It’s hard to believe that many homes in an area that can experience temperatures from minus 10 degrees in winter to over 40 degrees in summer aren’t fitted with adequate thermal insulation, but such is the case in Canberra, ACT. While admittedly, minus 10 and plus 40 are at the extreme ends of the scale, these statistics still provide us with an indication of what the climate is like in the Australian Capital Territory.
100 Days of Frost Every Year
July is the coldest month in Canberra with an average maximum temperature of 11.2°C and it gets nearly one hundred days of frost every year. Many renters are currently forced to choose between braving the cold or using their heaters excessively and trying not to think about the electricity bill until it comes around.
Forty Percent of Advertised Rental Homes with Energy Rating of Zero
A recent study by Better Renting, which compared the energy ratings of homes for sale and homes for rent in the months of January and February this year, confirms that 4 out of 10 properties up for rent have an Energy Efficiency Rating (ERR) of zero, the lowest rating it’s possible to get. Conversely, only 4 out of every 100 homes for sale had the same rating. With more than half the properties for sale boasting an EER of 5 or more, it seems like home owners are looking after themselves and leaving their tenants to suffer.
Better Renting Wants Minimum Energy Efficiency Ratings for Rentals
The Comfy Homes campaign, led by Better Renting, is advocating minimum energy efficiency ratings for rental homes. Better Renting Director Joel Dignam said that almost fifty percent of renters live in houses that can be described as “glorified tents”, resulting in higher energy bills, higher carbon emissions and poor health.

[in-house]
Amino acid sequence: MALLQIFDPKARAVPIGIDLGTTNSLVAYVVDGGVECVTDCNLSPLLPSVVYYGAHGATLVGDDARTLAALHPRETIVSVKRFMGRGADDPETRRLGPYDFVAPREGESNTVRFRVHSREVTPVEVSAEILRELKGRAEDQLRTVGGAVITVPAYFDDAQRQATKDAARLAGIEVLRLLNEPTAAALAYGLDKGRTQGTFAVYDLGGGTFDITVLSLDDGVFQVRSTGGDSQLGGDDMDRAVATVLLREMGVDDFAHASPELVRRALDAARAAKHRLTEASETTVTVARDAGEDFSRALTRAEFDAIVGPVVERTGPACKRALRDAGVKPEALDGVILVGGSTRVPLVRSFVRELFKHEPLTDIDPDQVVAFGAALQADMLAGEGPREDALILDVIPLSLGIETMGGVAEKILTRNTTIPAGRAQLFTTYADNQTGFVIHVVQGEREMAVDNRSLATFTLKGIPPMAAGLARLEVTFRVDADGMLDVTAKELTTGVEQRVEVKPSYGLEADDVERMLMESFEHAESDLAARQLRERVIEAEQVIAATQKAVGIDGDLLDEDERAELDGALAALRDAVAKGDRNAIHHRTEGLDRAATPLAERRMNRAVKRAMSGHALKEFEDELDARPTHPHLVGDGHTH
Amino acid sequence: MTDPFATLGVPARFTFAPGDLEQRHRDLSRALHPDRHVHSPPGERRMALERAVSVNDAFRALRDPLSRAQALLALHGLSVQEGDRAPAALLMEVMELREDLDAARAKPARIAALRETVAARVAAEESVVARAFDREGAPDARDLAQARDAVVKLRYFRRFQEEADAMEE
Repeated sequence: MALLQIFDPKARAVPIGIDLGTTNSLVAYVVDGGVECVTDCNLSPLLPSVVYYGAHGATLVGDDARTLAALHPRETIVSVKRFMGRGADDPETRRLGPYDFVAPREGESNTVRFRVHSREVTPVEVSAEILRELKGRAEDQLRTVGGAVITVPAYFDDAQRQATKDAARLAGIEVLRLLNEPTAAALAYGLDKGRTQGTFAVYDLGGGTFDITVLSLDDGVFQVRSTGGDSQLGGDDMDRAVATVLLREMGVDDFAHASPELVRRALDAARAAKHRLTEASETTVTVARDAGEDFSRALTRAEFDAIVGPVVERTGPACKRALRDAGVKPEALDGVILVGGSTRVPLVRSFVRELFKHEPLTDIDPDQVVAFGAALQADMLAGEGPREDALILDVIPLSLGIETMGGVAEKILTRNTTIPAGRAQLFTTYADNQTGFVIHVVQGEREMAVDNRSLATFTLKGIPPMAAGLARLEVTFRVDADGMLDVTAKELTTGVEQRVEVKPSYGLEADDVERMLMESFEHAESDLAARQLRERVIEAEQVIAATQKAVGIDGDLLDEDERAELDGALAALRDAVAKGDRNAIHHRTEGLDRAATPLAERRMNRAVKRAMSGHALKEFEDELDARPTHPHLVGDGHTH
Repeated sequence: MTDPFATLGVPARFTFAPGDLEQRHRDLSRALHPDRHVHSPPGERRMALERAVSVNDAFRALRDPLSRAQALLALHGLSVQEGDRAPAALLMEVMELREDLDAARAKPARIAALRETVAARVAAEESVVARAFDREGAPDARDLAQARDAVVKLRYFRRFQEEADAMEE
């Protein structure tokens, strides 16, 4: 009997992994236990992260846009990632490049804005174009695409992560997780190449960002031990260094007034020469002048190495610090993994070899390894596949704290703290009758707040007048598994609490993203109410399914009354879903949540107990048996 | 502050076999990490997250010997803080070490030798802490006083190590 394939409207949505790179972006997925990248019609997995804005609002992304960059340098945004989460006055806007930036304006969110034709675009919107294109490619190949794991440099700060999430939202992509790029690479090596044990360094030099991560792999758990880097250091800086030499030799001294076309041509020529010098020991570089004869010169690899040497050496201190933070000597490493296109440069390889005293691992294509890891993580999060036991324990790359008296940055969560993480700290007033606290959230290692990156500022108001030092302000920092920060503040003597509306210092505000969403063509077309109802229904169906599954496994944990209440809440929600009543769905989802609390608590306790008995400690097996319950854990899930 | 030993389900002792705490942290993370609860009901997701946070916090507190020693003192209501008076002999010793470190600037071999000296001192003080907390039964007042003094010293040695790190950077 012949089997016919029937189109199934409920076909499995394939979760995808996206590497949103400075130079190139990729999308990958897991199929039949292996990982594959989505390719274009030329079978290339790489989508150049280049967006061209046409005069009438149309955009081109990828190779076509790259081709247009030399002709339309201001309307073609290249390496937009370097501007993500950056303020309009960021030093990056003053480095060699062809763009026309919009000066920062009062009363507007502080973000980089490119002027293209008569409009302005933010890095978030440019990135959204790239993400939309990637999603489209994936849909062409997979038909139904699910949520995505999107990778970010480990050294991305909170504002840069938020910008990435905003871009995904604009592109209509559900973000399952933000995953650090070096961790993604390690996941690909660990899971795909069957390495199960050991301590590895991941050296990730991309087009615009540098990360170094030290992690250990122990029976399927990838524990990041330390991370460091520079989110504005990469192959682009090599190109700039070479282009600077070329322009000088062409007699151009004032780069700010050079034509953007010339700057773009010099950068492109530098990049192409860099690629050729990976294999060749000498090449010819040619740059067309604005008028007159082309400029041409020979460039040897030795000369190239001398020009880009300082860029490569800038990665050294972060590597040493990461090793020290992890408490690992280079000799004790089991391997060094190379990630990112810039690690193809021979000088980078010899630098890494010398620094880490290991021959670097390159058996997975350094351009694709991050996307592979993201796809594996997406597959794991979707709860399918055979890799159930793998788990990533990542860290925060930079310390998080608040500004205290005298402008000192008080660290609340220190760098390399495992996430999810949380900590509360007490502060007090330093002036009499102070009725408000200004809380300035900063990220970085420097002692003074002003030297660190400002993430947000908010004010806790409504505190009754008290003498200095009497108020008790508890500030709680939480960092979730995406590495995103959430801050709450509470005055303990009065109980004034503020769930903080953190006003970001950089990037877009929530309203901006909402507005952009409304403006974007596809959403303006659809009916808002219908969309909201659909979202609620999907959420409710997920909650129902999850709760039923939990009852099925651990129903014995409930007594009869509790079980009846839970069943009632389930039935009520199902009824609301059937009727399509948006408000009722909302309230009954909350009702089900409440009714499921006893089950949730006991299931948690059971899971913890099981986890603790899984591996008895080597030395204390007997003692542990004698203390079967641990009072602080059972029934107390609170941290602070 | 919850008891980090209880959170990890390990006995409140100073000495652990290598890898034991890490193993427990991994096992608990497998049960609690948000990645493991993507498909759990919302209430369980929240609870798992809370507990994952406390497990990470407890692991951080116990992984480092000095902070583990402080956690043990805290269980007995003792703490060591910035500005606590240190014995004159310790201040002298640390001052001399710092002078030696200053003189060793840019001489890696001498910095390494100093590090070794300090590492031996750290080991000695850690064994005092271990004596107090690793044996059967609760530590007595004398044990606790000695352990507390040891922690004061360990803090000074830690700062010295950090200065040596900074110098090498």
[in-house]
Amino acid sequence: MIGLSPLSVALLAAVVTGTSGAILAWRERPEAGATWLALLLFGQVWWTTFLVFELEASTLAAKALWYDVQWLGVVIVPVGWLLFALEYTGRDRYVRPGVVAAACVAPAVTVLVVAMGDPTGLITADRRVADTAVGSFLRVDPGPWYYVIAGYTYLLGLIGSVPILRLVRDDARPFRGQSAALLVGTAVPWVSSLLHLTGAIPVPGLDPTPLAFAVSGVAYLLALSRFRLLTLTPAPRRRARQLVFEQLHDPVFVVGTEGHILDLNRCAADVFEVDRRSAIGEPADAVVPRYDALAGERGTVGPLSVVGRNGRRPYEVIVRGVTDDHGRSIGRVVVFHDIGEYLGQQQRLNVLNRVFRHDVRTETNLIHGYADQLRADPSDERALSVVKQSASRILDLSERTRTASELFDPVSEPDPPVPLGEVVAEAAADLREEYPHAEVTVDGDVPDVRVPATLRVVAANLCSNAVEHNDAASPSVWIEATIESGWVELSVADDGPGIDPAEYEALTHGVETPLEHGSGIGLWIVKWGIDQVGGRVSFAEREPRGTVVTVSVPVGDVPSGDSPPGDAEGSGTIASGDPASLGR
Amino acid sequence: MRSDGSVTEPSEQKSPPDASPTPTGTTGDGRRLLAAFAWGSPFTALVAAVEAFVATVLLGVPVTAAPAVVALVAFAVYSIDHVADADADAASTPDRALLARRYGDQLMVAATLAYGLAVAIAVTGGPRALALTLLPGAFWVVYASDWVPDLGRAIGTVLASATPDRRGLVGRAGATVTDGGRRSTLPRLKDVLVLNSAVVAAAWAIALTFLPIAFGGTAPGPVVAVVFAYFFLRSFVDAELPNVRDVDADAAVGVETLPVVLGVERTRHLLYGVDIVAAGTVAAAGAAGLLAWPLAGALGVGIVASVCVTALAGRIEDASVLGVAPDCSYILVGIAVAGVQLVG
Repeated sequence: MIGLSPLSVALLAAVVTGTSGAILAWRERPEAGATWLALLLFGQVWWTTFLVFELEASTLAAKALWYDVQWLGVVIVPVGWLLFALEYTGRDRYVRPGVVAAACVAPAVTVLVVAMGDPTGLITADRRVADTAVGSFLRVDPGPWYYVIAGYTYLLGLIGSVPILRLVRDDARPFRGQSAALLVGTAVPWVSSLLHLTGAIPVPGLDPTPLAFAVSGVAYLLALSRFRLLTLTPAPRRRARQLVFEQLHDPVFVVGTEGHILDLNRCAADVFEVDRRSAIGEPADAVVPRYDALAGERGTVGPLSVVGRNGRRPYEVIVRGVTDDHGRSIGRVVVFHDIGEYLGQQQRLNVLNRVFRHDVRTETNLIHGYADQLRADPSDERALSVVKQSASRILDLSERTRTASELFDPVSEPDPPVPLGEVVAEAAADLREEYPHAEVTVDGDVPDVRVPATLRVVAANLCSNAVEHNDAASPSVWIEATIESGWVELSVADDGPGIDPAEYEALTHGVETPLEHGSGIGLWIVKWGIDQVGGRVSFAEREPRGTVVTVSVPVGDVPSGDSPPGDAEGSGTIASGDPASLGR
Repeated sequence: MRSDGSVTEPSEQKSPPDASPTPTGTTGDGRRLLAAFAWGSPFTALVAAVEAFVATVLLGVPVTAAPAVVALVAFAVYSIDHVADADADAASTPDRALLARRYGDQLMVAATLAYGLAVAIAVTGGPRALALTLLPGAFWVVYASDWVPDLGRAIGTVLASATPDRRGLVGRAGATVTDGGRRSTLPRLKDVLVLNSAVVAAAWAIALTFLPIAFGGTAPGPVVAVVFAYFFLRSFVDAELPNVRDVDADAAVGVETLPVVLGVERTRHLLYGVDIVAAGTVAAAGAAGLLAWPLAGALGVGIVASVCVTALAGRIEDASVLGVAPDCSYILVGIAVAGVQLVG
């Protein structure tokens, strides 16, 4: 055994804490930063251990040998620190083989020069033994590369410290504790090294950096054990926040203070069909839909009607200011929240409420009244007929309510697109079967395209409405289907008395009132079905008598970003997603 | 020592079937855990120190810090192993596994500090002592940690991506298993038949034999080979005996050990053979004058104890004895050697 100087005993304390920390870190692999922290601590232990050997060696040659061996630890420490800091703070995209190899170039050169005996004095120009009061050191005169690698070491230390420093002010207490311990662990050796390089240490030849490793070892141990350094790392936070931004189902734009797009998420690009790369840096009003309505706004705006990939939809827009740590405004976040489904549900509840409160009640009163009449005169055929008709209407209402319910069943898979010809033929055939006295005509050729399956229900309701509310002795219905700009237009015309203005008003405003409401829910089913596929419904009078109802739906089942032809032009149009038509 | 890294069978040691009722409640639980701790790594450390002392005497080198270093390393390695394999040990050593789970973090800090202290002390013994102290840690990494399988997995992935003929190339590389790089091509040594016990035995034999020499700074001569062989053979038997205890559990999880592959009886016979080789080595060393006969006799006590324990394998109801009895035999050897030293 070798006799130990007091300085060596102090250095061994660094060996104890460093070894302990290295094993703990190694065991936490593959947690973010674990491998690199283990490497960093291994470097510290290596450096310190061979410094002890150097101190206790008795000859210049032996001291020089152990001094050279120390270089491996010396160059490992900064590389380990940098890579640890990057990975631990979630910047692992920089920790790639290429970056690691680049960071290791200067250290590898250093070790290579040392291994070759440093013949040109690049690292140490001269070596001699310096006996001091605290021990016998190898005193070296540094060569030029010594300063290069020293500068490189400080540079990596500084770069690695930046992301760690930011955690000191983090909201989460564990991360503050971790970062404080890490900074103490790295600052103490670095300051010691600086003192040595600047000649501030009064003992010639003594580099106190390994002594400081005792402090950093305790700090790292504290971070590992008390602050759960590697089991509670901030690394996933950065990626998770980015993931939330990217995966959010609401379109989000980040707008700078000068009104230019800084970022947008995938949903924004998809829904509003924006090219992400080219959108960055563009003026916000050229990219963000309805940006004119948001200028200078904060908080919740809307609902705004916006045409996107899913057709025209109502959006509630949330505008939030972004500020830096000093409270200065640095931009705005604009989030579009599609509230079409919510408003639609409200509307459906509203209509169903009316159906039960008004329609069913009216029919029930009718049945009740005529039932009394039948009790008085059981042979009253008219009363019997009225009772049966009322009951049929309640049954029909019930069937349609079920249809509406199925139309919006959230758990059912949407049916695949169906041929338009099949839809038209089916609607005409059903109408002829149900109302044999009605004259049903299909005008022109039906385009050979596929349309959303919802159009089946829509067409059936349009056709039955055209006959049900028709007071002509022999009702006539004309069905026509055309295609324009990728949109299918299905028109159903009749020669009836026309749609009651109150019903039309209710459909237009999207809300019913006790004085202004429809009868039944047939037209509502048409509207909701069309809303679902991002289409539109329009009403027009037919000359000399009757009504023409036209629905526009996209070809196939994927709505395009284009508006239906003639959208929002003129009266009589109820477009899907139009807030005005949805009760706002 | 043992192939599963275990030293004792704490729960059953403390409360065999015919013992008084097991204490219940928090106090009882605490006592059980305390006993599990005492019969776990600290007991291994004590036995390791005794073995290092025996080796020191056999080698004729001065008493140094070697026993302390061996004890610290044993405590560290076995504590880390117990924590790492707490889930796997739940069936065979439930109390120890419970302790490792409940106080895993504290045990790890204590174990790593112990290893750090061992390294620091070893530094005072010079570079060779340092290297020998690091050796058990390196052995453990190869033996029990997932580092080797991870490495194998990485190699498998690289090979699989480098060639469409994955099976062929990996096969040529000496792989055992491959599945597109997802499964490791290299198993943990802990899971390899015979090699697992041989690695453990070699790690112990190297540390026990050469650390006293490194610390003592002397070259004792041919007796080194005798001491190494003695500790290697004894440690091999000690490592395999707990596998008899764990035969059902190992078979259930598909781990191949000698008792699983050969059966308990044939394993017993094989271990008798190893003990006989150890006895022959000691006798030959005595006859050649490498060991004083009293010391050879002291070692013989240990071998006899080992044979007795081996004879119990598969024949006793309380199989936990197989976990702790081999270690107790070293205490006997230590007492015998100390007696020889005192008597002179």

Positive Results With Warm Up New Zealand
The Warm Up New Zealand – Healthy Homes program has resulted in over 300,000 existing homes being insulated in New Zealand since the program was introduced in 2009 and is considered an overwhelming success. The health benefits have been substantial and there has been a significant reduction in deaths, particularly in over 65’s who have a pre-existing respiratory or circulatory condition. The number of asthma sufferers being admitted to hospital has also decreased.
Modest Changes Like Ceiling Insulation Batts
Mr Dignam said the first step towards healthier homes in Canberra was to update the Residential Tenancies Act to include simple requirements that will actually make a difference. Things like installing ceiling insulation batts and sealing gaps to reduce draughts would be the bare minimum. Mr Dignam said that it became clear from the study that landlords were not taking the initiative to improve the thermal comfort of rental homes and needed a push from the Government. Renters can’t do much to address the issue and landlords lack the incentive, so there is an obvious need for legislation. He stated that with an increasing number of renters, Australian tenants should get a better deal.